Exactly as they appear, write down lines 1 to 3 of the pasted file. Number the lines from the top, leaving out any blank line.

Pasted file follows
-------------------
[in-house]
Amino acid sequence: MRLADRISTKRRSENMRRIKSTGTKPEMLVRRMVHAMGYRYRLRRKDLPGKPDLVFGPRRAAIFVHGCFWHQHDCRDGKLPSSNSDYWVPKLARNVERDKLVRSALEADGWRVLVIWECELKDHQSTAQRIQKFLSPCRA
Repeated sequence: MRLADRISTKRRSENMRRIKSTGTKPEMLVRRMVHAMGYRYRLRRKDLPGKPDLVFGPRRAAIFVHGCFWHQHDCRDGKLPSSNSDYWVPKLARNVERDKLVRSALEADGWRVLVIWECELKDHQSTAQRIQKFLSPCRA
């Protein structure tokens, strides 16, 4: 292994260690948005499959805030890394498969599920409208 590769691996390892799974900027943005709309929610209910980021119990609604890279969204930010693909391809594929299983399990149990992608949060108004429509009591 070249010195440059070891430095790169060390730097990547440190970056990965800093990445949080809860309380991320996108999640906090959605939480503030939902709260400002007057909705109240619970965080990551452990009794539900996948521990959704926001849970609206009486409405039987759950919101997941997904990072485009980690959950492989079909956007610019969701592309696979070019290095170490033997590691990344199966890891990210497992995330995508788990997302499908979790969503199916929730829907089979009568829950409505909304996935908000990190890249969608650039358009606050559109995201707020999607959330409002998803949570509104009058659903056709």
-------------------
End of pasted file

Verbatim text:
[in-house]
Amino acid sequence: MRLADRISTKRRSENMRRIKSTGTKPEMLVRRMVHAMGYRYRLRRKDLPGKPDLVFGPRRAAIFVHGCFWHQHDCRDGKLPSSNSDYWVPKLARNVERDKLVRSALEADGWRVLVIWECELKDHQSTAQRIQKFLSPCRA
Repeated sequence: MRLADRISTKRRSENMRRIKSTGTKPEMLVRRMVHAMGYRYRLRRKDLPGKPDLVFGPRRAAIFVHGCFWHQHDCRDGKLPSSNSDYWVPKLARNVERDKLVRSALEADGWRVLVIWECELKDHQSTAQRIQKFLSPCRA